My mother planed for us to visit the United States Memorial Holocaust Museum, because my brothers are “interested in history.” I was not at all excited about going. I anticipated the museum being upsetting and intense, and it was. I wondered why, for our one annual trip away together, she decided on this particular spot. All summer I’ve been wanting to enjoy a nice hike, or swim in a lake, so in the character of a complaining child I begged my parents, “Whyyyyyy? Why can’t we do something fun and happy and light?”

My request was unmet and to make matters worse we visited Arlington National Cemetery as the main attraction of day two in DC. My brothers, “interested in history” as they are, wanted to see John F. Kennedy’s grave, and wander the historic grounds. I sobbed ceaselessly throughout the entirety of the tour through the cemetery, at the sight of endless fields of tiny graves of men and women who passed in combat. This is not cool or fun this is tragic and ridiculous, and I want to leave, I thought. I dubbed the weekend “sad-cation.”


The last thing I ever want to do is sound ungrateful, because I truly enjoyed the time my family gets to spend together, no matter where we go. I know my gratitude to be true because somehow, my favorite part of “sad-cation” was the four hour car ride home. With plans originally to sleep off my food coma from lunch and two desserts we ate just before heading home, I placed my head on a makeshift car pillow of bundled sweatshirts and closed my eyes.

Driving through the outskirts of DC, my parents and brothers and sister began discussing what they were surprised to learn in the museum. My brothers explained what they learned in history class about the second World War, facts that informed their experience walking through exhibits. I asked about their teachers, and remembered my last experience in a U.S. history class in high school.

Hearing my family talk confidently about WWII and history made me glad we had visited the museum together, and that my younger brothers and sisters  could discuss history. It’s not as if we were having heated scholarly debates, but just having an informed discussion with them was enlightening. We eventually wandered through other unrelated topics, and before I knew it we were on I95 in New Jersey. While I grew up remembering the drive home as the low point of every getaway, this drive was quite pleasant. The drive home was my favorite part of our trip together. Perhaps with the pressure to enjoy a museum that I was not particularly thrilled about visiting and monuments that upset me behind us, I was able, comfortably spread in three rows of our Suburban, to simple take delight in the company of my family.

Maybe it is because I just didn’t really enjoy DC, (sorry Mom) but I found it ironic that the dreaded drive home, the “depressing side,” of the highway, as my father might say, was actually really great. Maybe my childhood idea that “real life” was something dreaded to return to after the bliss of escaping is totally false (yay). Or maybe the drive home was the only place where all five of my favorite people sat within inches of each other, with nothing to do but talk, laugh and eat Reece’s peanut butter cups.  We can entertain ourselves for hours with our own jokes and banter.


Uhh you can’t swim in the WWII memorial monument.

My friend Jack, who is the youngest child of his family with sisters much older than him, asked how it felt to be on a trip with my family at this point in my life, at 22,  just after graduating from college. Besides feeling cranky in a freezing cold museum surrounded by heartbreaking and horrific stories, or a cemetery full of men and women who lost their lives to war, two places that I wold happily never visit again, it felt awesome. I felt full from gratitude, and thankful for the time to laugh with my family, especially throughout the drive home.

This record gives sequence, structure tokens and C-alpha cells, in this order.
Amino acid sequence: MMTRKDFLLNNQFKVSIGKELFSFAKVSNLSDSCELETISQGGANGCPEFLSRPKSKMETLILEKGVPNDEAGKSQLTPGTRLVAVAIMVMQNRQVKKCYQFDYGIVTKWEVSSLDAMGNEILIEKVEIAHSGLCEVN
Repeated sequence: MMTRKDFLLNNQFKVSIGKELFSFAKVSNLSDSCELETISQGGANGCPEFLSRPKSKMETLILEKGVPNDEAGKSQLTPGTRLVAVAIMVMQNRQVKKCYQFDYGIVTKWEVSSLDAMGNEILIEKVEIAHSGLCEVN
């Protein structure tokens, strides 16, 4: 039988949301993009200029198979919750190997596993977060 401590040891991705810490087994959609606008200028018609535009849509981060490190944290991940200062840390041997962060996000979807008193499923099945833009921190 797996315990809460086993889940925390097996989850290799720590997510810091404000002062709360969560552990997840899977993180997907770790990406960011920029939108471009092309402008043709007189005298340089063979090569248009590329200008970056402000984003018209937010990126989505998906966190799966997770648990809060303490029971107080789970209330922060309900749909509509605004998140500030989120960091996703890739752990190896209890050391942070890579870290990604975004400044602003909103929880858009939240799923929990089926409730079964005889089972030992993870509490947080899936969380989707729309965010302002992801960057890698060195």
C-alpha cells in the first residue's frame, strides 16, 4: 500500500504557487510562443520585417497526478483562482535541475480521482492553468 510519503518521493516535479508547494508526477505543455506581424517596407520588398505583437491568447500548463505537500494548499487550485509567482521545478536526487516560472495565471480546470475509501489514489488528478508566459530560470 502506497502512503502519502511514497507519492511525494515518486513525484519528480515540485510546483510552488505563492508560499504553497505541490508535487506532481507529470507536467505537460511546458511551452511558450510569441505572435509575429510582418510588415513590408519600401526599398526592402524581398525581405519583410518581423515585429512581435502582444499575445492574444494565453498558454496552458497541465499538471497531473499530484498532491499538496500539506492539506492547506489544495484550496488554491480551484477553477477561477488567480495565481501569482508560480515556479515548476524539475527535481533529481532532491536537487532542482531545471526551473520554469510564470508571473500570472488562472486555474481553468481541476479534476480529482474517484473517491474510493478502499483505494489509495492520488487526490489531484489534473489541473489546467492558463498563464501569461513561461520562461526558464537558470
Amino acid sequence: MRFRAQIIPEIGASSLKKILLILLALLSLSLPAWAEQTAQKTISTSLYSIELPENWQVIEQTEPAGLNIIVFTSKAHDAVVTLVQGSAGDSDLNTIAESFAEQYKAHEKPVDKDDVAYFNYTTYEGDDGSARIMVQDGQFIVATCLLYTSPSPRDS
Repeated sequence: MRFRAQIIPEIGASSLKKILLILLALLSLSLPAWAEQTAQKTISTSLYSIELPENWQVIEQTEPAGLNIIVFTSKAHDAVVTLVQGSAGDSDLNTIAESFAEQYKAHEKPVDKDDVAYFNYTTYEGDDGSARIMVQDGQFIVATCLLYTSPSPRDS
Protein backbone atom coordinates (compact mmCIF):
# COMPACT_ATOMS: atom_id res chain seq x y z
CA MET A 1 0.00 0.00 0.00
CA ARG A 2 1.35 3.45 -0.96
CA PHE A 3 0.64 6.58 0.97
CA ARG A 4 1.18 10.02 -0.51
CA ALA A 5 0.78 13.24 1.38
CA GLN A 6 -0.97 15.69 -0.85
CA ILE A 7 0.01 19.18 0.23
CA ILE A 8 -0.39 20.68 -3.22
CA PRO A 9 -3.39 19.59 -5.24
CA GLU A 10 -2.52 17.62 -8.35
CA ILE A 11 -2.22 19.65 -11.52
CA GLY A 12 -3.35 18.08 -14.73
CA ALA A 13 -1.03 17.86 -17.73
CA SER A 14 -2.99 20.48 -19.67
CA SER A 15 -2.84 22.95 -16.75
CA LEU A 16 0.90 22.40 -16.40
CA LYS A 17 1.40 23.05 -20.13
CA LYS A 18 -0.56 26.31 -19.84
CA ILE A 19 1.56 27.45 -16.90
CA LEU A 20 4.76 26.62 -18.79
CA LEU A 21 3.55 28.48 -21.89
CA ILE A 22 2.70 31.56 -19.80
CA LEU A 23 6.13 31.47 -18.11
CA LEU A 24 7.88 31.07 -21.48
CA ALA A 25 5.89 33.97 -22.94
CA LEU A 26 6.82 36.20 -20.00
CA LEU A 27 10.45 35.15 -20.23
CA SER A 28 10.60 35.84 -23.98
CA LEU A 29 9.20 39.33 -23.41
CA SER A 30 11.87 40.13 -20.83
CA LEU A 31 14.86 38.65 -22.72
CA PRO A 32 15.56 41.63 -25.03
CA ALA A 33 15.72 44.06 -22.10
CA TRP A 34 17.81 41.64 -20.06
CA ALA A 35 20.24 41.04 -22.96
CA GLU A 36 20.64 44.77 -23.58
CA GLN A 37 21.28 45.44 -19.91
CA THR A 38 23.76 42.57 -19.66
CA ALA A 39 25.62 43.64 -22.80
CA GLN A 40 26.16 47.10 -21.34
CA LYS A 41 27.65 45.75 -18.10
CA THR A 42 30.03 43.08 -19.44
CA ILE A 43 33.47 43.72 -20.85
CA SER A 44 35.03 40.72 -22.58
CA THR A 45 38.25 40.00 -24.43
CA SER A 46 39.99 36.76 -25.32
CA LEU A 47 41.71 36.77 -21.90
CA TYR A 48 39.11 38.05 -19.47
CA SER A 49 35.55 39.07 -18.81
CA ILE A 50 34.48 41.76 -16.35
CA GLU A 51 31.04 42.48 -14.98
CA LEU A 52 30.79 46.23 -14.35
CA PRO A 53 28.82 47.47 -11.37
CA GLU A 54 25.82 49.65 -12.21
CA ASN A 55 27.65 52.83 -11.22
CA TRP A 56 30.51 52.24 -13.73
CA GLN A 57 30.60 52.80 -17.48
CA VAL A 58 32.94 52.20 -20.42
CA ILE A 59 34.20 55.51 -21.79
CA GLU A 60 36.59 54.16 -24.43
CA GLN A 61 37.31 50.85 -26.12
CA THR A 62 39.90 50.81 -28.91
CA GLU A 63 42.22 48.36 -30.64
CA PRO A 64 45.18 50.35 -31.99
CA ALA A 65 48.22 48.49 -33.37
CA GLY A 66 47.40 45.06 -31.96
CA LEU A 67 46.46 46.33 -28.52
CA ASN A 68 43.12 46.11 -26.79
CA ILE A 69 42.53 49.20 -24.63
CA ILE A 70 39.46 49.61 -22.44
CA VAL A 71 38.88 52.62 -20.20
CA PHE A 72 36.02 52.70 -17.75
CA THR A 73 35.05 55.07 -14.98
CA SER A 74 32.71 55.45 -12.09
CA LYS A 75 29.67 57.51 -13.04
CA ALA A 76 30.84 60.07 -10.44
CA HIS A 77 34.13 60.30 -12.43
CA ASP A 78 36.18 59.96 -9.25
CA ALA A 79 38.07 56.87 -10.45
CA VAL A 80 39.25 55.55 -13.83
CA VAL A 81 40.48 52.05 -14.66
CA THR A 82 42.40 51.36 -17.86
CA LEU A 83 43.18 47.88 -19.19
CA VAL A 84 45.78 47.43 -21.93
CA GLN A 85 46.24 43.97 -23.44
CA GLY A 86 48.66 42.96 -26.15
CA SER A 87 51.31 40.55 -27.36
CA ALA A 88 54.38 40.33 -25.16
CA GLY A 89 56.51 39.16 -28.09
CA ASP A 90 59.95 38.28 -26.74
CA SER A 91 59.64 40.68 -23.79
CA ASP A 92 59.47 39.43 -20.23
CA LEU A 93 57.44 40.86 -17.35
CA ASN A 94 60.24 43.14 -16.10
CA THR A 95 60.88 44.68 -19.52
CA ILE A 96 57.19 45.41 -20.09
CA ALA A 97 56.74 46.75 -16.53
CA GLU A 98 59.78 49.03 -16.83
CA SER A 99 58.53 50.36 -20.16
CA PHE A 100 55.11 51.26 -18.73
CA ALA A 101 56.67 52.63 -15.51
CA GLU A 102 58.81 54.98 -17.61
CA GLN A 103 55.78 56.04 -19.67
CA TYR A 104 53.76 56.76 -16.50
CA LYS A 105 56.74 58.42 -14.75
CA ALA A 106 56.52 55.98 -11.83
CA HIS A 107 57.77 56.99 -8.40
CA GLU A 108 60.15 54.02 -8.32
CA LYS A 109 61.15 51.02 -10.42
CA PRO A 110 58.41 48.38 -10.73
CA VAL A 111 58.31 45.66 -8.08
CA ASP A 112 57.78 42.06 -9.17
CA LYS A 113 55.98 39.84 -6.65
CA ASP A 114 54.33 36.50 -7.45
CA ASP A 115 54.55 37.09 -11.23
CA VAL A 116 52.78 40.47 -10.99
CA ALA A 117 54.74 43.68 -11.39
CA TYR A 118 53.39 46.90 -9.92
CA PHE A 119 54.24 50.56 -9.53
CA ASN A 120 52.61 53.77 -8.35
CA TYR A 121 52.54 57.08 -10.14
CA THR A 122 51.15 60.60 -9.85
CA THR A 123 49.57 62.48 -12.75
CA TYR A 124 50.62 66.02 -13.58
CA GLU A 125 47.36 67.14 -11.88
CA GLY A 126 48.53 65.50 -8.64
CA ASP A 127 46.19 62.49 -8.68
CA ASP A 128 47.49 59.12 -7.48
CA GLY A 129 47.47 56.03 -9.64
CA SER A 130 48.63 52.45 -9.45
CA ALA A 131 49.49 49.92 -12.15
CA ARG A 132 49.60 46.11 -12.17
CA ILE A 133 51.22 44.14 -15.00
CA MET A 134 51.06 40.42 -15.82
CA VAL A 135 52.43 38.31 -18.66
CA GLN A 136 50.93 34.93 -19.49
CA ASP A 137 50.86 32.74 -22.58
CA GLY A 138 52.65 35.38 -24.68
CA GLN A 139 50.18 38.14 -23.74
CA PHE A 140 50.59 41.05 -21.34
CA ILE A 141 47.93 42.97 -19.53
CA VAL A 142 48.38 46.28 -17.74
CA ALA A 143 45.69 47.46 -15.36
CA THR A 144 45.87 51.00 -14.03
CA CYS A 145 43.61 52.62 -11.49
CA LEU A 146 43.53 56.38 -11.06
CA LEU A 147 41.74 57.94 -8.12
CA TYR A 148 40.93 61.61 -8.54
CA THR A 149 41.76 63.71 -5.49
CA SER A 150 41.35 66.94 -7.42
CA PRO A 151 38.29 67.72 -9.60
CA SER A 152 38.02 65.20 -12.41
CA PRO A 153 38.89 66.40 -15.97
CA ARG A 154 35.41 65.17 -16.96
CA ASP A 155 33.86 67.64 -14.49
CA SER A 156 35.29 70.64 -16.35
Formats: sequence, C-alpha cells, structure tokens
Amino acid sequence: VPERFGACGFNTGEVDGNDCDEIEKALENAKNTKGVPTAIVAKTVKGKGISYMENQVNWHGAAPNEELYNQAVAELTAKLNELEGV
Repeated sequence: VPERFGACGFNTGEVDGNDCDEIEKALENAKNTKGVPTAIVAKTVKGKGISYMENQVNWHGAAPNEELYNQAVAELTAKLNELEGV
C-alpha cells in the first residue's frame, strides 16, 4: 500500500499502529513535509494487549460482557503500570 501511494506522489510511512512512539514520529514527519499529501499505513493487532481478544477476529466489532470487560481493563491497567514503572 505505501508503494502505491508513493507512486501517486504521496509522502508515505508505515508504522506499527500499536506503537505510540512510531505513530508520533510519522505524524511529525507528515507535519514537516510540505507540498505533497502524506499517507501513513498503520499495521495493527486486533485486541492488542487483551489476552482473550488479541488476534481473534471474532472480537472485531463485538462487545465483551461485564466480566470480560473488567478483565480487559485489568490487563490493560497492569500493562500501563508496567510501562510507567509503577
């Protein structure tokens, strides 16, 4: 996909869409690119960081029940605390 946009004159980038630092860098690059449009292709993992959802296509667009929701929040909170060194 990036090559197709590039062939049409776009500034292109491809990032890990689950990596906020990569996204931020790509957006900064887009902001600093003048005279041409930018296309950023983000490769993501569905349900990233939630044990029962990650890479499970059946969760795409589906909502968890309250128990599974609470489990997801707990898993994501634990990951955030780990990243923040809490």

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Resistance holds the hand of doubt.
Structure used to help me cross the street.

Traverse the earth with ungodly fears?
Would you consider breaking back into prison?

Smoke crept out her wrinkled mouth,
“No way, my child,” she whispered to his grave.

While pleasantly rooted in fear, I
blindly trusted the word “always…”

But the strongest flowers grow beside the highway,
they are not sold with instructions or guarantee.

Numbed to the point of thoughtlessness,
foggy insight cracked the bathroom mirror.

Potted plants of your mother’s made me
remember there was something I forgot-

It is naturally occurring.
It cannot be bought.

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Someone’s Garden

Have you not touched your body in so long
that you forgot the
jellyfish quality of kneecaps
and the way they freely slide?
Have you not felt in years
your thigh and shin, smoothly sealed?

The constancy across your face hides
the moist miracle of your Portobello stems.
The depth of your gaze has rendered you blind
to your very own Southern hemisphere.

I see you kneeling in the dirt of loam
picking heirloom tomatoes-
home gown,
from the neighbor’s vines.
Coalescing with earth, your
bare knees on the inside, slide.

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The Veteran

With the sting of pavement
warming beneath us,
you and I ran from the wet sky.

We found a roof to smell its roots
when history found one another.

He broke into your mind
with a hand on your barstool,
bending the image
of that familiar green.

Budding images of bedded nights
flew around our held hands, as I read
“Free Omelet Tuesdays” and watched the taps flow,
blissfully distracted and mindfully absent,
while you heard of places unseen.

The drenched mind spoke from
somewhere exotic and not free.
You looked in an accelerated mirror,
rough like the corners of your
conscience bellowing through
lines and lines and lines of men again.

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Haiku for A Lazy Day

Waiting until two
P.M. to brush ones teeth is

Dinner shifts prove to
Fill my wallet but not my
soul. I get tired.

Perhaps if I got
dressed, more could be accomplished.
But, relaxation.

It’s not as if I
don’t have work tonight, I do.
It starts at 4:30.

Showers are for the
hour just before I must
be somewhere pressing.

Lunch today was cool-
Salad with avocado.
Good tastes all around.

(response haiku from my friend Pip…
Okay now I want
avocado too. Thanks Kate
My fridge is empty.)

At first, humans seem
so permanent. All that stays
is what we create.

(response haiku from my friend Pip after discussing how ridiculous haiku can be…
Haiku are silly
But we need them. In the end,
all is vanity.)